At long last and no longer a student, my style has evolved these days to take in all the slightly daring variants of dress that I used to admire but was afraid of adopting for myself. I no longer hesitate to wear velvet in the day-to-day rather than on an occasional opera outing or gasp in horror at a slight metallic sheen. Perhaps most importantly – at least in early autumn, I’ve adopted a lot of print in the past year or so. Instead of a solid, stark pleated skirt (I, for one, hope the pleated midi never goes away), I’ll wear one in an exciting pattern or color. William Morris prints are everywhere in my wardrobe right now – living up to that “left in a library” part of my aesthetic – and deciding on my annual basics update with my mom earlier this month, I made sure to pick out patterned turtlenecks. Being less afraid to stick out has, to risk being even cornier, given me wings. I’m now always ready to pick things out in the accent color rather than in the neutral that will always match everything. Why, after all, shouldn’t burgundy be a neutral? Why shouldn’t pompoms be stuck to an otherwise basic sweater? Polka dots all over everything? Or why shouldn’t I pick my favorite loafer out in “burnished beet” rather than black?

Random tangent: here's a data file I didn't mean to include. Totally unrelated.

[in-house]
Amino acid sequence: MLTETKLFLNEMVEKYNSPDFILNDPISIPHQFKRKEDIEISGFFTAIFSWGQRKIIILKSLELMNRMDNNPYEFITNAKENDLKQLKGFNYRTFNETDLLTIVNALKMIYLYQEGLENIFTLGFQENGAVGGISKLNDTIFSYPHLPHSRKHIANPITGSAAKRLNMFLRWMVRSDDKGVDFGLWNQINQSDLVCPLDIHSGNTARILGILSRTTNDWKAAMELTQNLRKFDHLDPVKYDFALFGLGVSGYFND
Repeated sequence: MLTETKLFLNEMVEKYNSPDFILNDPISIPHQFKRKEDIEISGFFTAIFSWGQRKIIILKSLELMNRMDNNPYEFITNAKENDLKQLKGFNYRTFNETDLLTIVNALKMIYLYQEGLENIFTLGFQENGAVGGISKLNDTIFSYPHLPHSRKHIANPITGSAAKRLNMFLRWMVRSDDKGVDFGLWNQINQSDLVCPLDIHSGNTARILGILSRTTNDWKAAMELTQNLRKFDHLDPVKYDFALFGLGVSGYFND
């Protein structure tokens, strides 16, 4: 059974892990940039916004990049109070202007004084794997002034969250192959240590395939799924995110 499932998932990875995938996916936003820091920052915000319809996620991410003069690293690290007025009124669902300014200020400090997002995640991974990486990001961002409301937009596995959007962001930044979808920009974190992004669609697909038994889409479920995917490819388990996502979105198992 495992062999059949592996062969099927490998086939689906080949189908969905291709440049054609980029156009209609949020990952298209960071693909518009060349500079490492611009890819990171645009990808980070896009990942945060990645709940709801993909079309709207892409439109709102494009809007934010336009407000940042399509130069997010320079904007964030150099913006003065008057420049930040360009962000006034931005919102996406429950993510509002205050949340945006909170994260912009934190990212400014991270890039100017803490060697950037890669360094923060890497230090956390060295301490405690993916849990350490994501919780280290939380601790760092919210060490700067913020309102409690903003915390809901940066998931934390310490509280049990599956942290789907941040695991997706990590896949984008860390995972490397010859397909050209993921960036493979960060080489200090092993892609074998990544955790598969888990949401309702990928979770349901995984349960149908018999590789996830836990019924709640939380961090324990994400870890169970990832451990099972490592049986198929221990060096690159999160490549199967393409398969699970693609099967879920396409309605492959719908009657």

Classics with a twist, in every way. It’s a whole new, exciting world.
Olivia Gündüz-Willemin is Editor-in-Chief of The Attic on Eighth. She is dedicated to reading her way through the world and trying to stay as calm as possible.
Eliza Campbell is Culture Editor of the Attic on Eighth. When she’s not reading, writing, or in a rehearsal room, she loves to sit in galleries, libraries, and coffee shops listening to period drama soundtracks and watching the world go by.
Born and raised in the perpetually summery tropics — that is, Singapore — Rachel Tay wishes she could say her life was just like a still from Call Me By Your Name: tanned boys, peaches, and all. Unfortunately, the only resemblance that her life bears to the film comes in the form of books, albeit ones read in the comfort of air-conditioned cafés, and not the pool, for the heat is sweltering and the humidity unbearable. A fervent turtleneck-wearer and an unrepentant hot coffee-addict, she is thus the ideal self-parodying Literature student, and the complete anti-thesis to tropical life.